Larkhill, January 12, 1917

Friday  Weather the same as yesterday had a good sleep in this morning am feeling good

Percy’s prediction that reveille was a thing of the past, and a wet and windy day was made for sleeping in. Meanwhile Gordon Brown’s brigade took its turn on the firing ranges:

“Our battery fired about 92 rounds altogether and didn’t do too bad. …I got plastered with mud and my feet were pretty wet, so that evening I bought a pair of long rubber rubber-boots-q48968-iwmboots. We are allowed to wear them on parade if we have them and most of the fellows now have them. They are just the thing for this kind of country and we will likely be able to take them to France with us. I feel pretty well but must try to keep my feet as warm and dry as possible. I can wear two pairs of sox with these rubber boots so that my feet are nice and warm in them.” (1)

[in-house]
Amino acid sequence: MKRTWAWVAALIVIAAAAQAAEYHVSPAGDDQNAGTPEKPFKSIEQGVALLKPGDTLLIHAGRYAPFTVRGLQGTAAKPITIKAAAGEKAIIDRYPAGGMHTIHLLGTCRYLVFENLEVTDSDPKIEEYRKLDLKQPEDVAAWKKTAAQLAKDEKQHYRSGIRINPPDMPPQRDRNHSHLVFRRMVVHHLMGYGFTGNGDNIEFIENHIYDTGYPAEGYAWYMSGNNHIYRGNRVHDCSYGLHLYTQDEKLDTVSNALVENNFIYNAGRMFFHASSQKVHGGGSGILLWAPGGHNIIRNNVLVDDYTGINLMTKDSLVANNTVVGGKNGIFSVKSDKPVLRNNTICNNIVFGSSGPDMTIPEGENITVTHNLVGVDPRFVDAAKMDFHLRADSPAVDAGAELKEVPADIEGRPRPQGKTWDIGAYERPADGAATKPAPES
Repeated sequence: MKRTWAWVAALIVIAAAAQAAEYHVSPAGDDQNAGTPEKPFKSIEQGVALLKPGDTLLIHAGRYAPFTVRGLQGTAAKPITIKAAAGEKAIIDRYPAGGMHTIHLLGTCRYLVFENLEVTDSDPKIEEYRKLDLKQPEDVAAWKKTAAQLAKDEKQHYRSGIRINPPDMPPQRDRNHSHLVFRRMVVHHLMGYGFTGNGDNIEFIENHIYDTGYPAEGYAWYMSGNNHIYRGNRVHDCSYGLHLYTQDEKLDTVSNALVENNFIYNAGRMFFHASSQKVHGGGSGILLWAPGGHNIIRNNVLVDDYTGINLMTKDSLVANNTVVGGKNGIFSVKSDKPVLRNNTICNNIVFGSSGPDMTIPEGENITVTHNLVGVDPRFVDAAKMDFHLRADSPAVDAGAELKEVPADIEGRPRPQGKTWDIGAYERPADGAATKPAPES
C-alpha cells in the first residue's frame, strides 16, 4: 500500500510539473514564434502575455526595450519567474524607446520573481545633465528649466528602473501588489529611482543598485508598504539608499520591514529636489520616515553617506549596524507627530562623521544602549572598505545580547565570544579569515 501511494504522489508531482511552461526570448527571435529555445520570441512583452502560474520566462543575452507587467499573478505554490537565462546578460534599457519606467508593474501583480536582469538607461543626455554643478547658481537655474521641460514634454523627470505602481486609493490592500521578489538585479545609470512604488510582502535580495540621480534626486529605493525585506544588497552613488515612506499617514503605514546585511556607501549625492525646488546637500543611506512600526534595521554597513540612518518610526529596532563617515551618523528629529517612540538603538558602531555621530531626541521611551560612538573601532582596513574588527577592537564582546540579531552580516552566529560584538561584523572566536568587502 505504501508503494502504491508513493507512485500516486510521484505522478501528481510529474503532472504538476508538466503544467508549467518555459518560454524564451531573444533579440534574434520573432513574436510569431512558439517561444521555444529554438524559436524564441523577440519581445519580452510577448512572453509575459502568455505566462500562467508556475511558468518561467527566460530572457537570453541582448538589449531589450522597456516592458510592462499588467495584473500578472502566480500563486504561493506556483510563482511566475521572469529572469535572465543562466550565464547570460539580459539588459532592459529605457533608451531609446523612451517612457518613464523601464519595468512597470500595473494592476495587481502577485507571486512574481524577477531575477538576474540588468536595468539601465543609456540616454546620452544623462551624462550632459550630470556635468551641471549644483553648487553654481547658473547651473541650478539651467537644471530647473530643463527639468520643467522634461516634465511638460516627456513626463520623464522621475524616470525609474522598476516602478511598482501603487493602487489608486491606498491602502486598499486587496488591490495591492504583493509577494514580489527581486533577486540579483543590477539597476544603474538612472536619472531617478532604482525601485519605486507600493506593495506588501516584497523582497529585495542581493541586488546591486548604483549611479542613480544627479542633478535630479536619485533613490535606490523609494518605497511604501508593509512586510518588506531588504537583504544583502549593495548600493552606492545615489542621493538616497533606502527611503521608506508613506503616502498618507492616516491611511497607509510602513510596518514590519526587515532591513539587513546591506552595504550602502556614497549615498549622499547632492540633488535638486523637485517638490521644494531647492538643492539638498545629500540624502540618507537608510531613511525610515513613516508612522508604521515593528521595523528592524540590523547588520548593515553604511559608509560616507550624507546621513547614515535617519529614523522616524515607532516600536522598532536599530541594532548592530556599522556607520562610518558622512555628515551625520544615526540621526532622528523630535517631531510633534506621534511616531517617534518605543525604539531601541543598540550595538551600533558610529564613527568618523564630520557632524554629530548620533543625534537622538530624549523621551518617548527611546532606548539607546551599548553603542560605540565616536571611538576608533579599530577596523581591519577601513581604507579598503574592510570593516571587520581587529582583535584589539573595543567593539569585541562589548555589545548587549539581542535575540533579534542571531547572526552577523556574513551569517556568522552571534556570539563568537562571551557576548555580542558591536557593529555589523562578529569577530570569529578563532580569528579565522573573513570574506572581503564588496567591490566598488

(1) Brown, Robert Gordon. Letter to his mother, January 14, 1917. Available from the Canadian Letters and Images Project.

The photograph  © IWM (Q 48968) shows  Sergeant Bridges and his barekneed companion of the 2nd Battalion Argyll and Sutherland Highlanders, Bois Grenier,  March-June 1915. They are both wearing rubber boots, but Sergeant Bridges seems to have leggings under his kilt.

Copyright 2017. See “More about this project.”

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